Declarative memory

related topics
{theory, work, human}
{disease, patient, cell}
{system, computer, user}
{math, number, function}
{food, make, wine}

Declarative memory (sometimes referred to as Explicit memory) is one of two types of long term human memory. It refers to memories which can be consciously recalled such as facts and events.[1] Its counterpart is known as non-declarative or Procedural memory, which refers to unconscious memories such as skills (e.g. learning to ride a bicycle). Declarative memory can be divided into two categories: episodic memory which stores specific personal experiences and semantic memory which stores factual information.[2]

Contents

Types

There are two types of declarative memory. Semantic memories are those that store general factual knowledge that is independent of personal experience. Examples include types of food, capital cities, lexical knowledge (vocabulary), etc.[2] Episodic memories are those that store specific events such as attending a class or flying to France. Retrieval of these memories can be thought of as mentally reliving the past events they concern. Episodic memory is believed by many to be the system that supports and underpins semantic memory.[2]

History

The study of human memory stretches back over the last 2000 years. An early attempt to understand memory can be found in Aristotle’s major treatise, On the Soul, in which he compares the human mind to a blank slate [3]. He theorized that all humans are born free of any knowledge and are the sum of their experiences. It wasn’t until the late 1800s, however, that a young German philosopher by the name of Herman Ebbinghaus developed the first scientific approach to studying memory.[4] While some of his findings have endured and remain relevant to this day (Learning Curve), his greatest contribution to the field of memory research was demonstrating that memory can be studied scientifically. In 1972, Endel Tulving proposed the distinction between episodic and semantic memory [2]. This was quickly adopted and is now widely accepted. Following this, in 1985, Daniel Schacter proposed a more general distinction between explicit (declarative) and implicit (procedural) memory [5] With the recent advances in neuroimaging technology, there have been a multitude of findings linking specific brain areas to declarative memory. Despite these advances in Cognitive psychology, there is still much to be discovered in terms of the operating mechanisms of declarative memory [6]. It is unclear whether declarative memory is mediated by a particular “memory system” or if it is more accurately classified as a “type of knowledge” and it is not known how or why declarative memory evolved to begin with [6].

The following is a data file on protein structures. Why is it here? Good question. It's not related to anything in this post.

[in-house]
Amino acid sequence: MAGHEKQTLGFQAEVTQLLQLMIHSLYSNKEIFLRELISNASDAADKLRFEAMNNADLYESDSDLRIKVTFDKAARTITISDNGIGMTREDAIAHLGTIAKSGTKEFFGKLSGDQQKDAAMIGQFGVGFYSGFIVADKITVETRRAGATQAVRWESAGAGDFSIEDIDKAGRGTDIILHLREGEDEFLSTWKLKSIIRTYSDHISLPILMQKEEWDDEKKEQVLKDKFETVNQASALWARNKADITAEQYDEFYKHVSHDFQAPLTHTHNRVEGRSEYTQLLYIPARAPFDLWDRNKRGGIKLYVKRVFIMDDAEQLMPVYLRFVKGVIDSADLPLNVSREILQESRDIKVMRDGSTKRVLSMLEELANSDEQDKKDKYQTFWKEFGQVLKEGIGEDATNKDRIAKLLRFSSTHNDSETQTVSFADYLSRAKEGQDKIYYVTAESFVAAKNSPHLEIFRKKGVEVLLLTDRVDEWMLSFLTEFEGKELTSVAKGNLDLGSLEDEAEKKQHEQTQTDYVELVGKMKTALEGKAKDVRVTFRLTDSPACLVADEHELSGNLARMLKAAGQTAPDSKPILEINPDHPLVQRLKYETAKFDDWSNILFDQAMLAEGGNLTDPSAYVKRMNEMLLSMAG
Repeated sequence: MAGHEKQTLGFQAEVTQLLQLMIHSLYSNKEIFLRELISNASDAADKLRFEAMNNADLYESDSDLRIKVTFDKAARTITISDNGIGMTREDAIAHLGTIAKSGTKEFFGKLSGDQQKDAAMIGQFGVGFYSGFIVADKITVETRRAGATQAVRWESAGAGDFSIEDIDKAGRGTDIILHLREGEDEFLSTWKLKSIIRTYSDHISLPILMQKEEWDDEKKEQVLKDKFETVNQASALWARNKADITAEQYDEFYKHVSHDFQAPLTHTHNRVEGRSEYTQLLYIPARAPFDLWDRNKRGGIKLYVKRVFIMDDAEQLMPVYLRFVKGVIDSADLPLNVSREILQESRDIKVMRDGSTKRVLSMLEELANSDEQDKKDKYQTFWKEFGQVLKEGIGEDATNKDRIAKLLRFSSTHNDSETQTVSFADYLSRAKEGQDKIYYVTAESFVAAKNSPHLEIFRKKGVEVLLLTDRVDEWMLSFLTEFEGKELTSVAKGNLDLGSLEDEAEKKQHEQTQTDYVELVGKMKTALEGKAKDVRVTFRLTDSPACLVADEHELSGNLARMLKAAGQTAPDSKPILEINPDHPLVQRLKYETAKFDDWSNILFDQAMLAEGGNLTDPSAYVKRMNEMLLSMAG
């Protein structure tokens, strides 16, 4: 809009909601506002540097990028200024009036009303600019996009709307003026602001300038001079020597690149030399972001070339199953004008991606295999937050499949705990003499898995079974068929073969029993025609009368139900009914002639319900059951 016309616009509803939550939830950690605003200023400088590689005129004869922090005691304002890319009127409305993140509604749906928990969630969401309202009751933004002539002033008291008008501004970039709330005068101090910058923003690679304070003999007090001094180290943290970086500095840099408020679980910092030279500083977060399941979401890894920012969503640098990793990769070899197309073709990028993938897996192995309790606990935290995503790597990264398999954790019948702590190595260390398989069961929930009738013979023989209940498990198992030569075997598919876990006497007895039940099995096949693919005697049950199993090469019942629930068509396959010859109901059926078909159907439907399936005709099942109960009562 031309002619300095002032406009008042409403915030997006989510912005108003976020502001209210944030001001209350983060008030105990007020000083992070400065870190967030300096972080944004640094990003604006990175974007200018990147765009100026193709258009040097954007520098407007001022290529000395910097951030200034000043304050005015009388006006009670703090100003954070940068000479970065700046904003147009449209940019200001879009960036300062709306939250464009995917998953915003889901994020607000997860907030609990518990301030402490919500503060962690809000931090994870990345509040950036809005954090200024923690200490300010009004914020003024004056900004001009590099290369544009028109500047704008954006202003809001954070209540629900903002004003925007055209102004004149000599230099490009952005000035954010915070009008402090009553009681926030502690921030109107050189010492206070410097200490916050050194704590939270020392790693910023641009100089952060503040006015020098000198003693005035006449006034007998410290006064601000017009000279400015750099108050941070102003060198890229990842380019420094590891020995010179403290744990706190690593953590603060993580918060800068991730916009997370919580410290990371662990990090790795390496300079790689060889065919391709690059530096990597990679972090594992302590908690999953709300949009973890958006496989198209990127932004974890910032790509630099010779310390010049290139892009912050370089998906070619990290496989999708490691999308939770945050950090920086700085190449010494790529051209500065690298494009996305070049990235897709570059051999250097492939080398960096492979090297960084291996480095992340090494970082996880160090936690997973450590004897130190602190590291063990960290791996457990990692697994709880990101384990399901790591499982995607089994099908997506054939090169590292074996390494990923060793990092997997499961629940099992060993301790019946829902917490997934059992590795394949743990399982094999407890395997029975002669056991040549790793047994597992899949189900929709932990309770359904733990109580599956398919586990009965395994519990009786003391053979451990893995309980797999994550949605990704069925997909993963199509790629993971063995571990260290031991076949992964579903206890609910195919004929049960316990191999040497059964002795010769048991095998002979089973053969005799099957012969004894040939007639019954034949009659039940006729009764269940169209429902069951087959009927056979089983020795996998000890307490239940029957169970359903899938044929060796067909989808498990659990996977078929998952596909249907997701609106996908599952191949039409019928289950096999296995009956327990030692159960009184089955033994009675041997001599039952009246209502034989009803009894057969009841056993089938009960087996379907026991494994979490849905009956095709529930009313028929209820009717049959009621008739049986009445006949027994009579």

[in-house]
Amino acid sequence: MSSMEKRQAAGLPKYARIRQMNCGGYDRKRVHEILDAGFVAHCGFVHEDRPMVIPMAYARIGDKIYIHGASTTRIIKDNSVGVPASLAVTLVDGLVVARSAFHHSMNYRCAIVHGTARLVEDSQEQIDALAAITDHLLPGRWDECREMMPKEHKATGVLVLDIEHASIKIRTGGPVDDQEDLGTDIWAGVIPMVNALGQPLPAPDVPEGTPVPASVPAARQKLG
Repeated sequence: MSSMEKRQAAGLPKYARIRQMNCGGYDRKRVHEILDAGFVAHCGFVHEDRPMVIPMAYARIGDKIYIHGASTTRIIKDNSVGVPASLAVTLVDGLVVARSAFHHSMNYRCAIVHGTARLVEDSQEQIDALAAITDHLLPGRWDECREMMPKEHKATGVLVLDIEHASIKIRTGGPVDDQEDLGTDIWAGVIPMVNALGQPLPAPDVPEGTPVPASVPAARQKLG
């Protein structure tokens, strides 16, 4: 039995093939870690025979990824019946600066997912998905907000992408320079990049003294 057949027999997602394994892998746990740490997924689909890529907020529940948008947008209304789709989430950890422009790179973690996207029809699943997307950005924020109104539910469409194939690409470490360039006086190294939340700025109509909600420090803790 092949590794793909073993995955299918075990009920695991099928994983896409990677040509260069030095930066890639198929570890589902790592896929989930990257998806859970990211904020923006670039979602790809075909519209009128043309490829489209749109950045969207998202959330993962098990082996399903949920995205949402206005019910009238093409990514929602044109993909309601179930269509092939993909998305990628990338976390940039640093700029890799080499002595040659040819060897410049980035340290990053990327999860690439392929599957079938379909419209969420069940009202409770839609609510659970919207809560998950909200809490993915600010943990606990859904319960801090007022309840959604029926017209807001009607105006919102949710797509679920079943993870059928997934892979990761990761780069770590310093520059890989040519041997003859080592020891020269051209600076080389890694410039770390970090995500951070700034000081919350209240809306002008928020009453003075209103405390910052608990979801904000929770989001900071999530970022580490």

Full article ▸

related documents
ELIZA effect
Navigation research
Emergent organisation
List of agnostics
Boole's syllogistic
Vere Gordon Childe
Political economy
Aristoxenus
Alexandrists
Reverse speech
The Memory of Whiteness
Trivium (education)
Biosecurity protocol
Truth condition
Retreat (spiritual)
Design pattern
Invariance
Adventure
Martha Mitchell effect
Entity
Anaximenes of Miletus
Orgel's rule
Linus's Law
Physical geography
Sturgeon's Law
Georg Henrik von Wright
Phenomenon
Argumentum ad baculum
The Mothman Prophecies
Homesteading the Noosphere